Need More Software Engineers? Teach Thinking Skills Better

picture of Harry KellerBy Harry Keller
Editor, Science Education

We’ve seen much hue and cry about our schools being unable to meet the demand for “computer scientists.” What industry really misses is software engineers. The term “computer scientist” is misleading because the skill set of those who write computer programs is one of engineering. Science expands the boundaries of knowledge about the natural universe. That’s why just about every computer scientist worthy of the name is in academia.

Software engineers design computer software, and software coders are the technicians of computer software who implement those designs. Software architects work at a level above the engineers and consider much broader aspects of software creation. It turns out that really good software engineers can do architecture, design, and coding.

Should our high schools be preparing our young people for these careers specifically? Are our math classes geared to producing mathematicians? Are our English classes designed to produce novelists, playwrights, and journalists? Do our history classes create the next generation of historians? These rhetorical questions all have the same answer: no.

What is the most important skill that a software engineer can possess? It’s a strong analytical mind capable of advanced abstraction. No amount of practice with toy programming languages or simple subsets of industrial-strength programming languages will provide students with those thinking skills. However, good math, science, and even history classes just may do the trick if the talent is already there. Other courses can buttress this learning if they stop being memory courses. 

Furthermore, there’s a talent involved in writing good software efficiently. There’s also years of practice in a professional environment. Just as with any engineering discipline, you must understand myriad trade-offs to be made in creation of new things. Understanding those trade-offs well requires experience, judgment, and intelligence. Not every student is well suited to becoming a decent, let alone a good, computer programmer just as not every student is well suited to becoming a star football quarterback.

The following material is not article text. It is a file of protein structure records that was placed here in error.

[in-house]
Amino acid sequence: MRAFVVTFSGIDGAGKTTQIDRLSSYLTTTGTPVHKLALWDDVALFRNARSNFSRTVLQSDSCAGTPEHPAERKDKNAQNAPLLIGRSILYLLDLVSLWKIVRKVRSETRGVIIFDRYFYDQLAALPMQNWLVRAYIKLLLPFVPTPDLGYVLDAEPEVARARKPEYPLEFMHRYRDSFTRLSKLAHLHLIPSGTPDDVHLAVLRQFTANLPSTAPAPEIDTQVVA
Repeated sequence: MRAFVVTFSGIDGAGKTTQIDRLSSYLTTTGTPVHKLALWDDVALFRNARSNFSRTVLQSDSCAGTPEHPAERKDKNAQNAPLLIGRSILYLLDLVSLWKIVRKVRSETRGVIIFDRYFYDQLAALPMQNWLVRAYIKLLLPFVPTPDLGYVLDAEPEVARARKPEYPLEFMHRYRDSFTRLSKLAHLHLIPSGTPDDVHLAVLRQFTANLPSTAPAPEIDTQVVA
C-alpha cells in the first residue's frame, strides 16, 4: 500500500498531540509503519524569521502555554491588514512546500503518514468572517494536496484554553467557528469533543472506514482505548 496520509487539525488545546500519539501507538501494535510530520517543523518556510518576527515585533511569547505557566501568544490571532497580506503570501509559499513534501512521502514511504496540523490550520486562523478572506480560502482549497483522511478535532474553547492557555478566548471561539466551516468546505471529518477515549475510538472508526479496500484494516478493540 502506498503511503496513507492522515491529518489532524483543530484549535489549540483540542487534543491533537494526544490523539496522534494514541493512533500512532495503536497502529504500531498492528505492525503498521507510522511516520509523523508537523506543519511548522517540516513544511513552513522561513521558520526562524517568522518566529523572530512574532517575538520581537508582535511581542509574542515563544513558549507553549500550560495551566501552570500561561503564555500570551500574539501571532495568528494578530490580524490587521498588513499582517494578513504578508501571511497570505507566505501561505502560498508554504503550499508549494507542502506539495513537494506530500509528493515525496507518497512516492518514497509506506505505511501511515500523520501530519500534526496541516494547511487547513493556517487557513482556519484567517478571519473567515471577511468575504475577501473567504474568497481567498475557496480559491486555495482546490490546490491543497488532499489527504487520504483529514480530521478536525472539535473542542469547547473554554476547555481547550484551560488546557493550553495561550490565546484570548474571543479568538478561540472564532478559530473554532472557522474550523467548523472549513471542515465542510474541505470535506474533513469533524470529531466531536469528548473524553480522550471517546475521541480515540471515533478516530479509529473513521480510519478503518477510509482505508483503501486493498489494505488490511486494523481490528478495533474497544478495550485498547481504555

We’d do well to improve our emphasis on thinking in our K-12 schools without worrying about specific careers that may not exist in ten years or may have very different detailed characteristics. Thousands of young people have been trained to work with word processors that no longer exist. Many once knew the intricacies of PDP-8 assembly programming that no longer have any value.

Thinking never goes out of date. It may be even more important than it was 50 years ago or even 5,000 years ago. It was very important at those times too, incidentally. You sure wouldn’t know it to look at how we teach and measure our youth with cookie cutter high-stakes tests.

Also, thinking applies to just about any field of endeavor. Employers seek out thinkers. They don’t have to have as much training or oversight, and they are more likely to contribute innovative ideas to the enterprise.

Stop worrying about training tomorrow’s computer programmers and start worrying about training tomorrow’s citizens who will either raise us up or let us down. There’s little necessity for computer programming in K-12 education. A computer club can provide much better training than most high school teachers. The students learn from each other, and they learn with self-defined goals in mind. The club adviser fills the role of teacher that will eventually morph into mentor. This sort of learning is a model for at least a portion of our future education systems.

5 Responses